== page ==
Wednesday, January 05, 2011

Gods, Guns and Butterfly Wings

It is often the unexpected that gives delight and proves "worth the detour" as Michelin so nicely puts it. The main entrance to the Palazzo delle Esposizioni has been turned into a replica of the steps of a temple in the mysterious city of Teotihuacan and the La città degli Dei exhibition advertised throughout the city. Arranged in collaboration with the Mexican government it is the major attraction of three exhibits at the Palazzo celebrating two major events in the history of Mexico: the 200th anniversary of the fight of Independence and the 100th of the beginning of the Revolution.

Città is indeed a major display of archaeological items from the once great city-state that existed 45 kms north of what is now Mexico City. Many of the items come from the famous Museo Nacional de Antropologia as well other Mexican and International collections. However I found it less of interest than the two exhibits that surrounded it. If I sound a little jaded it is just that I have climbed the Pyramid of the Moon and walked the Avenue of the Dead on at least 14 occasions and spent many hours at the Museo Nacional during our time in the DF. Not that there were not new wonders to see or remarkable items to become reacquainted with but more that familiarity had perhaps dulled my sense of awe at what was a beautifully displayed group of artifacts. As an interesting little side bar: most of the display cabinets were mounted on boxes of sandy earth much like what you find yourself walking in on a visit to the actual site. A clever touch on the part of the exhibition designers.

One of the iconic photographs of the Mexican Revolution - Soldaderas aboard a train - they served as camp followers (nursing, feeding, providing sexual companionship) but would also engage in battle when required.

The second floor houses what I found to be the more interesting of the two major exhibitions: Mexico: Immagini di una Rivoluzione*. 179 black and white photographs trace the ten bloody years (1910-1920) of the Revolution. Though some of the photos are posed there are a goodly number of scenes on the actual battlefields which are remarkable considering the equipment of the time. Most of the key players of the Revolution - Diaz, Zapata, Madero, Pancho Villa (left) - are captured on gelatin and glass plate but so are the ordinary players in the conflict. Many of the photos are brutal - mangled bodies, the moment of execution, hospital wards, hanged corpses held up by their captors for the camera - others are almost laughable such as a group of society ladies posing with rifles and a Revolutionary commander. But all of them reveal aspects of the conflict and the struggle to forge a new Mexico. And kudos to John Mraz (Universidad Autónoma di Puebla) and his curatorial team for their well thought-out theme-sections and explanations placing the photos in both their social, technical and historical context.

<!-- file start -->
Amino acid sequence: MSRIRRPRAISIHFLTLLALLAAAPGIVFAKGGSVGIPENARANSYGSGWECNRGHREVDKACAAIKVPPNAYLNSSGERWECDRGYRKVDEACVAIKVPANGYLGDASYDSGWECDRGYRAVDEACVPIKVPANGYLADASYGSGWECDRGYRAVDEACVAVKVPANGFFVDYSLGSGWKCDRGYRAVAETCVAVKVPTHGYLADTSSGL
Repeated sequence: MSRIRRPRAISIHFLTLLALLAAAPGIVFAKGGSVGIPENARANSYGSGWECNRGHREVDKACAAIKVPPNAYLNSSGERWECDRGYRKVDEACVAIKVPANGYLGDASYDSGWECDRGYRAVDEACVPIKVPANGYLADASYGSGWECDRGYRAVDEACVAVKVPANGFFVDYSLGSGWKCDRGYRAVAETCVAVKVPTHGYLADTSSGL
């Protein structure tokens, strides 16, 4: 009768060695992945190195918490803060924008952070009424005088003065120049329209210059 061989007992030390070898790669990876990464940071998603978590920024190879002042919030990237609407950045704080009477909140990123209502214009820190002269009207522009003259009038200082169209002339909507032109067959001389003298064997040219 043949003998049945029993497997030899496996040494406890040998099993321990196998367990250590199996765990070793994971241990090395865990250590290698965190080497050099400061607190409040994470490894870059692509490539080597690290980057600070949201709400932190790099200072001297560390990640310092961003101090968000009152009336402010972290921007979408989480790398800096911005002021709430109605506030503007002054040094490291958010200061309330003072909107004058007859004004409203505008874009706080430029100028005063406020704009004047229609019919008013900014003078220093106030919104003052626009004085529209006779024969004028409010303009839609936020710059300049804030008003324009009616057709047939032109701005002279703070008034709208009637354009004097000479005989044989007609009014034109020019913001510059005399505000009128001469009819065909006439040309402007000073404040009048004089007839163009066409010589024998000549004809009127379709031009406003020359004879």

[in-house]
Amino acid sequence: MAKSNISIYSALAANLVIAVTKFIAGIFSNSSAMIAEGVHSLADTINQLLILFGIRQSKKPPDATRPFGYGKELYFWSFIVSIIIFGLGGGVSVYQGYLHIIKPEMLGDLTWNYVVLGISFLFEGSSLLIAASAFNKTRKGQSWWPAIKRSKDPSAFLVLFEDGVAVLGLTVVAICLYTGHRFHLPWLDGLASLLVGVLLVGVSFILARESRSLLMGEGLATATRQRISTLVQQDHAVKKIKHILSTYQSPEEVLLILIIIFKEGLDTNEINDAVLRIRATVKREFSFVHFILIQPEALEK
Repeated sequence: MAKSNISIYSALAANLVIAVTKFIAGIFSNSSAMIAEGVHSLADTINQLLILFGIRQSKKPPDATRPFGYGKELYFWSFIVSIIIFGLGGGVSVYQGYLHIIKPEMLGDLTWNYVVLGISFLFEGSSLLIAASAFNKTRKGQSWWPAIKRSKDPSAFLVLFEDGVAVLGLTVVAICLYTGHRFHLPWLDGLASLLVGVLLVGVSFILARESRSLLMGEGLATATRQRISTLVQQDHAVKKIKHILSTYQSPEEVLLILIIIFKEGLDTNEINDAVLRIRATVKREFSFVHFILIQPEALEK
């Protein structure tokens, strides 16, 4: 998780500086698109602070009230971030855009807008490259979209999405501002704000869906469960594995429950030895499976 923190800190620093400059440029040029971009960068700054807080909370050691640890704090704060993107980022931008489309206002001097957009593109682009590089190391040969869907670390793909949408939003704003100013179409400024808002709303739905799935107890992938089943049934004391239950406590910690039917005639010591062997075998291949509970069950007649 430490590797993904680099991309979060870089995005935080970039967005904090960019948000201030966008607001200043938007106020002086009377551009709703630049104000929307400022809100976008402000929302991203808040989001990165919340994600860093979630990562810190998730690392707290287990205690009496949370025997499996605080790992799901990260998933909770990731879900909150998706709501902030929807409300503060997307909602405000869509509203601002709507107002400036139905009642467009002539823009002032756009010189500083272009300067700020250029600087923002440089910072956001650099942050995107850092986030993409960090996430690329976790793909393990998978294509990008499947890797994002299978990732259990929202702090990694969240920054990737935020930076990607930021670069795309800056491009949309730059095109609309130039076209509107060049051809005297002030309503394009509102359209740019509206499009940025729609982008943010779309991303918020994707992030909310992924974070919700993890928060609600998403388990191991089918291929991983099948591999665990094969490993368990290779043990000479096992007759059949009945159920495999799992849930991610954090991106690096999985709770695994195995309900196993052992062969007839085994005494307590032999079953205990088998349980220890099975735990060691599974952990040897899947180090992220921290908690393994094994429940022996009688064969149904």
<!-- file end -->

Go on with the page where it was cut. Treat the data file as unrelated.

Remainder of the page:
The third exhibit came as a happy surprise. Our friend Joe, who is a big fan of modern art, mentioned it but I, having been exposed to quite a few tedious examples during our time in Poland, tend to be wary of "installations". Carlos Amorales: Remix is the Mexican artist's first show in Italy and is made up of five pieces based on his use of what he calls an Archivo líquido - or an archive of digital photos he has taken, downloaded or scanned. He works with this archive to create drawings, slides, videos, collages, paintings, sculptures and installations. Often his work appears only as enormous groupings of black silhouettes on white grounds. Sometimes they can seem threatening, at others joyful or again just perplexing. The five installations overlap and it is can be difficult to see where one begins and the other ends.

Drifting Star is a gigantic mobile of 751 black Plexiglas fragments suspended in the central exhibition area. Wandering amongst them is a rather dazzling experience - a bit like being lost in a euphoric moment in Star Wars.
And dazzling would be the word for this swam of butterflies in Black Cloud. Amorales has created 25,000 paper silhouettes of 30 different types of butterflies that swarm over walls and ceilings. I swear you can almost hear the flapping of their wings - I was reminded of the yearly Butterfly Migration from Canada and the U.S. to Michoacan and Mexico states.

Again an unexpected delight and like the Photography exhibit definitely more than "worth the detour".

And a more than satisfactory way to break up the gallery strolling was the great buffet lunch - gods before, guns and butterflies after - at the Palazzo's Colonna Restaurant. An excellent choice of dishes, a good selection of wines and attentive service by a young and friendly staff. The price for the buffet or the daily menu is reasonable and the vaulted glass setting isn't too shabby either.

*For some reason this exhibit ends on January 9th while the rest are in place until the end of February??? Strano, as we say, molto strano!

05 gennaio - San Telesforo
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1 comment:

YELLOWDOG GRANNY said...

you've exposed me to more art and objects of art than anyone I know.
thank you